IT is a troubling trend. A number of election candidates have been confronted by ostensibly unhappy voters, quite often to the applause of those who draw pleasure from the public humiliation of well-known figures.
While on the face of it, the people might have been protesting against the missing basic amenities, and highlighting their grievances through publicly accosting canvassing politicians, the problem is a deeper one.
Ideally, these basic jobs should be left to local government representatives; however, the bigwigs who sit in the assemblies are greatly to blame since they are guilty of concentrating authority in their own hands, leaving the lower tier powerless.
In a way then, these protests, notwithstanding allegations that they target specific parties and personalities to stop them from campaigning freely, have everything to do with the centralisation of power. Protests are part and parcel of the deal, but the manner in which they are registered does raise alarm.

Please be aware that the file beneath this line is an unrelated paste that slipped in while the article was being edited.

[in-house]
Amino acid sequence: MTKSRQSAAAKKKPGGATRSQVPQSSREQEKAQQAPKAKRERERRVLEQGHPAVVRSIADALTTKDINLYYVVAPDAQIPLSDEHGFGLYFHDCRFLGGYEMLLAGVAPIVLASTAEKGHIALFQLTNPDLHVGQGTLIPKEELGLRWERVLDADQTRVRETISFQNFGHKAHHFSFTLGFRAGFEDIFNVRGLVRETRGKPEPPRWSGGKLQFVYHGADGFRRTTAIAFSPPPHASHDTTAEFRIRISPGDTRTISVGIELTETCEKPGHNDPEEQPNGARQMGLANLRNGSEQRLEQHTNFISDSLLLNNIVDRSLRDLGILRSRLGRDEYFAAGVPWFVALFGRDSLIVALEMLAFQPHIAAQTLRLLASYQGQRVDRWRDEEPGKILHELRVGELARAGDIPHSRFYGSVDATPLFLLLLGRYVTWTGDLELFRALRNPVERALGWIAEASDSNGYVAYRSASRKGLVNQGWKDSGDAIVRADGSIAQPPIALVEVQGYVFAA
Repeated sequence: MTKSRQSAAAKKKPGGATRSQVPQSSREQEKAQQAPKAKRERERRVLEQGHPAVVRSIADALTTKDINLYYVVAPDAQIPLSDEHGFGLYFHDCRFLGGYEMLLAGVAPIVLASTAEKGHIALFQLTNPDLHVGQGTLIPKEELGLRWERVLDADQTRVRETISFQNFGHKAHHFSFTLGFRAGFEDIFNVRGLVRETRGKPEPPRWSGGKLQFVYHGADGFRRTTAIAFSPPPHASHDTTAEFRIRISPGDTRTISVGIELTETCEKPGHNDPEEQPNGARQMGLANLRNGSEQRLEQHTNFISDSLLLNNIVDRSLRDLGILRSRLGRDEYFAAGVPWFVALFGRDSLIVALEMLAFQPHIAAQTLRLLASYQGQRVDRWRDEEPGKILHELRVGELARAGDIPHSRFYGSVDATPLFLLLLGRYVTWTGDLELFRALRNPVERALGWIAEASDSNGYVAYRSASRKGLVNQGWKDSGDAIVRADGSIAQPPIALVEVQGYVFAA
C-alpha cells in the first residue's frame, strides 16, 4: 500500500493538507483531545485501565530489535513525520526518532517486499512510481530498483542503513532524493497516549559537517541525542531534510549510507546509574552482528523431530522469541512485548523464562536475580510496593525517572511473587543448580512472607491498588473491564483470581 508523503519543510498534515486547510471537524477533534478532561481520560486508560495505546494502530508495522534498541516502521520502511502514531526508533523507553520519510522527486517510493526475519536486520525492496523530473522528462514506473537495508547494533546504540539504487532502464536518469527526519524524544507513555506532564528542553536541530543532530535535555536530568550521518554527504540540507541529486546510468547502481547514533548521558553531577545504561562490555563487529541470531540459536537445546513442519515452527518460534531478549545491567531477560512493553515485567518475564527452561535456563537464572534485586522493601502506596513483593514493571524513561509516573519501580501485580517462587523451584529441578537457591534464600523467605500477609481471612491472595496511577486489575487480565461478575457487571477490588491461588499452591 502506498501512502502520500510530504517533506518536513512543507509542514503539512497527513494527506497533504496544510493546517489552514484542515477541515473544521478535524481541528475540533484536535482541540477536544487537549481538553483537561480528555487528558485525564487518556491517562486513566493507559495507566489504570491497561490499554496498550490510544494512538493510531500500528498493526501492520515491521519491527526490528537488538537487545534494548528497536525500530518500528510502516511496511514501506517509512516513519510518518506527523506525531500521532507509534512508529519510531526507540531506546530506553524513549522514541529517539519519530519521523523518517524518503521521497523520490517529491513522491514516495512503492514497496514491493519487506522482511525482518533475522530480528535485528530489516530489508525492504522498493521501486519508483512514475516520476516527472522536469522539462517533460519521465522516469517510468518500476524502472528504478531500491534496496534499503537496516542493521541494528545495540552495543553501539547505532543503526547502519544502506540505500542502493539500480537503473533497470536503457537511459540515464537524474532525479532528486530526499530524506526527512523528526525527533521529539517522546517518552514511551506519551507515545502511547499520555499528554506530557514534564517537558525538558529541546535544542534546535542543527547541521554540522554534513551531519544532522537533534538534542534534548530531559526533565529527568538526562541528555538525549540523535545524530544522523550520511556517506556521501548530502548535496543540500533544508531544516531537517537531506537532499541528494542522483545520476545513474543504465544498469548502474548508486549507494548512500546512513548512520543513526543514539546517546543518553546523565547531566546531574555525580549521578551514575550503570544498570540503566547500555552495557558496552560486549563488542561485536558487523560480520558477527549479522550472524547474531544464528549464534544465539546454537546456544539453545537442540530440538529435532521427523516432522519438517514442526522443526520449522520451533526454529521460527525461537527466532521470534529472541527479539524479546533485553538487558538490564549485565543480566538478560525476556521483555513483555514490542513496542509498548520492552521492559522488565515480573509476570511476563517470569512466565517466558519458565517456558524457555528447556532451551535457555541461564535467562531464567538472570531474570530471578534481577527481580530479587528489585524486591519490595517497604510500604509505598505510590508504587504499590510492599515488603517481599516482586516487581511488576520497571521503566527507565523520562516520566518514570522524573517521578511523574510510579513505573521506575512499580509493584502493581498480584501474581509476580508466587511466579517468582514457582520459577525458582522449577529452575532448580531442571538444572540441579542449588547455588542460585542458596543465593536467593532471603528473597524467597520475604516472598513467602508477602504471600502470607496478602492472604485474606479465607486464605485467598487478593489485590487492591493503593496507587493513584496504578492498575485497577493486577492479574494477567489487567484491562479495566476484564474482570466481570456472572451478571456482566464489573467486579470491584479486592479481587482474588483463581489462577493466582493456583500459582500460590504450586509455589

While the method the protesters have adopted may be a sign of the latter’s frustration, it does not necessarily establish them as voters asserting their choice. With elections just three weeks away, a more profound and lasting snub would have been for them to vote out inept politicians.
Much emotion is going into this election. People have learnt the uses of a mobile phone complete with camera, internet and access to social media sites where they expose underperforming politicians.
The mainstream media is ready to provide them a platform since such news has a big market. The scenes showing a politician — a sardar, head of political party, a former minister, etc — are eagerly lapped up and seen as evidence of the public’s anger.
But this is precisely the point that needs to be made. The kind of passion that is on display — stoked by new and old actors who like their elections served with a lot of controversy — could give way to more violence in the coming days. That would be most unfortunate.
Published in Dawn, July 3rd, 2018